19. Nurse Betty (2000)
This curious little black comedy is a divisive item in the catalog of director Neil LaBute, already a pretty polarizing figure. It involves a good-natured Kansas woman (Renée Zellweger) trapped in a bad marriage to a sleazeball car dealer (Aaron Eckhart); when he’s murdered in a drug deal gone bad, she undergoes a trauma that leads her to believe her favorite soap opera is real. Pursued by the men who killed her husband, she flees to Hollywood to “reunite” with the actor she thinks is her true love. Some argue that LaBute made his first of many mistakes by working for the first time with a script he didn’t write; others think that was a good decision, and Nurse Betty was sunk by LaBute’s uneven direction and failure to understand the material. Whatever the case, while it gets off to a good start with some truly chilling scenes featuring hit men Chris Rock and Morgan Freeman, its tone goes completely off the rails in the middle half, and the film falls apart in the third act. Throughout, it can’t decide what kind of movie it wants to be: a comic film noir, a well-meaning light drama, or a screwball comedy with dark undertones. On repeated viewings, it’s hard to shake the impression that the whole thing would benefit more from focusing on Rock and Freeman rather than on Zellweger, but there’s definitely the seeds of a great movie in it—just not one directed by Neil LaBute.
20. Phone Booth (2003)
Writer-director Larry Cohen has a long track record of crafting plots that dare viewers not to watch the films that accompany them, be it the killer babies of It’s Alive or the winged-serpent-living-in-Manhattan horror of Q. Cohen wrote the Phone Booth screenplay, and though he’s always been a workmanlike director, he almost certainly would have executed the film more compellingly than Joel Schumacher. Reviving a notion Cohen once tried to sell to Alfred Hitchcock, the film takes place in and around a single New York phone booth, where a morally dubious theatrical agent (Colin Farrell) is confined by a sniper and forced to answer for his transgressions after he answers an incoming call. Neat idea? Definitely. But Schumacher doesn’t have that much faith in it. He brings in his usual restless-camera histrionics, and lets everyone scream and shout as if fighting a bad phone connection.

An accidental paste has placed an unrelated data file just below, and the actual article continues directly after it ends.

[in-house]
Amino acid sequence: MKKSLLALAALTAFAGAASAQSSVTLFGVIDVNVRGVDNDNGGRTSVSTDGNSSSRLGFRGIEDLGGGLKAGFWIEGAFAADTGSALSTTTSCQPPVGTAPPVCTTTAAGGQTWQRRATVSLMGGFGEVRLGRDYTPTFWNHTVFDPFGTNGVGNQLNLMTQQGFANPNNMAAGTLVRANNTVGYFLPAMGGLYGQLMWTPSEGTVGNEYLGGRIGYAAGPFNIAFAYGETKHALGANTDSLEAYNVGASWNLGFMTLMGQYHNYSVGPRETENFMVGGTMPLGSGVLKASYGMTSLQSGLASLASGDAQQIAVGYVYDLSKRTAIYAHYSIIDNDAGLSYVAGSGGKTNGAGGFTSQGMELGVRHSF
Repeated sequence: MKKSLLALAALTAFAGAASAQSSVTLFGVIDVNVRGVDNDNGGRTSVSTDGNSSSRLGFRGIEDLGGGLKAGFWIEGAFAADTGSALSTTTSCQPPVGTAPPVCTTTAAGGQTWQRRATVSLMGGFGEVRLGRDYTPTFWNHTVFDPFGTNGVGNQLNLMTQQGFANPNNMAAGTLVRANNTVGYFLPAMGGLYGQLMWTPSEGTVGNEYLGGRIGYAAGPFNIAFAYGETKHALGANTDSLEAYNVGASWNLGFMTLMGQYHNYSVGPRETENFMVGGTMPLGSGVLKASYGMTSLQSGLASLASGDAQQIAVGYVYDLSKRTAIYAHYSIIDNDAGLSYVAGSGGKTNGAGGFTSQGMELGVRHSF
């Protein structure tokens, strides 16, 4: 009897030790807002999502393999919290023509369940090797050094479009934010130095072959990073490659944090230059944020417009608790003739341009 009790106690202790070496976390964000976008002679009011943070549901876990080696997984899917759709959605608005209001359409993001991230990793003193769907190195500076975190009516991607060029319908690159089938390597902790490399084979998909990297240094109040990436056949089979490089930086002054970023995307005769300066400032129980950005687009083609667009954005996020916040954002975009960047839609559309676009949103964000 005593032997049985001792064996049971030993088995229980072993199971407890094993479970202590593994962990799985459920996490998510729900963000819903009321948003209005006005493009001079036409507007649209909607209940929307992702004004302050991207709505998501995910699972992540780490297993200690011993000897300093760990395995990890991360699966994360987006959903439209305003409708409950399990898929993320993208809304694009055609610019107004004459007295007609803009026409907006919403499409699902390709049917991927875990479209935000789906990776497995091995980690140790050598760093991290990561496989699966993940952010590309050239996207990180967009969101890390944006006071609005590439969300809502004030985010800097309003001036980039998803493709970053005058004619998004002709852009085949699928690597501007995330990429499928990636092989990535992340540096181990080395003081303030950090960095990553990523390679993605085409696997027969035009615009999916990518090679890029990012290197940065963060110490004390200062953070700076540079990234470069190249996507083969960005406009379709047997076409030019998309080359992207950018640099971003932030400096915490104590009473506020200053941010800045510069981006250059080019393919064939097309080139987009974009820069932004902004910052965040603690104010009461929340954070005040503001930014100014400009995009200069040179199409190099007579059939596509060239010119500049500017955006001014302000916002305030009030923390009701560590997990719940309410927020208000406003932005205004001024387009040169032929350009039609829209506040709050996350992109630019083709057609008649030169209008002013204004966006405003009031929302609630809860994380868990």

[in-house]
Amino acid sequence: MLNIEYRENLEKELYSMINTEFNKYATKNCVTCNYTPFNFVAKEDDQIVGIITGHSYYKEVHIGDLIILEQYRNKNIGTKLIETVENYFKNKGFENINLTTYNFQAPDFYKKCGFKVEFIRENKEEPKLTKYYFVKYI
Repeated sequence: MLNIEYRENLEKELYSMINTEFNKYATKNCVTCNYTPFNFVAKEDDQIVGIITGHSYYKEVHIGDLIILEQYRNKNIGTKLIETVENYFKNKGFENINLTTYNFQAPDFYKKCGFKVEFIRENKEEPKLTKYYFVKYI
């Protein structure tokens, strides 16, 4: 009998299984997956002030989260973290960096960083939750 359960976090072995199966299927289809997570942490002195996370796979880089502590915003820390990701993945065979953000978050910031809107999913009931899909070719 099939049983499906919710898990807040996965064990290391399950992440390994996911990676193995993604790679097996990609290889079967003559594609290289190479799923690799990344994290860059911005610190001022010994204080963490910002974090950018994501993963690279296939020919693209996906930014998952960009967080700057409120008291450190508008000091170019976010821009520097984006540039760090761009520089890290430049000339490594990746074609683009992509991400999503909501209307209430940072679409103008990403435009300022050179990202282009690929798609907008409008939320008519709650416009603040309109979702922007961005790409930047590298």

21. Hancock (2008)
Peter Berg’s superhero movie Hancock isn’t bad, really, but surely any movie that casts Will Smith as a down-and-out, drunk-and-disorderly superman should have been better. Some early scenes in which PR expert Jason Bateman tries to burnish the image of the surly do-gooder almost make good on the conceit, and even the mid-film twist is kind of neat. What’s surprising is how quickly the film becomes—in spite of its premise, stars, unusual plot, and handheld camerawork—just another superhero movie, and not a particularly memorable one at that.
22. The Happening (2008)
While drowning in the wooden acting, stupid arc, and ridiculous “villain” of M. Night Shyamalan’s The Happening, it’s easy to forget what a cool premise the movie actually has. The violent opening scenes—“Shyamalan’s first R-rated movie!!!” trumpeted the ads—are truly scary and even novel: Hordes of people simply start killing themselves, and nobody knows why. But when you answer that mystery with some nonsense about bees and a bad guy no one can see or fight (It’s the wind! Sort of!), things get silly in a hurry. Somebody needs to grab the idea of a mysterious illness that causes people to harm themselves, and come up with some sort of anti-zombie movie with a hero that’s at least somewhat connected to the real world. In other words, don’t hire Mark Wahlberg to play an educator.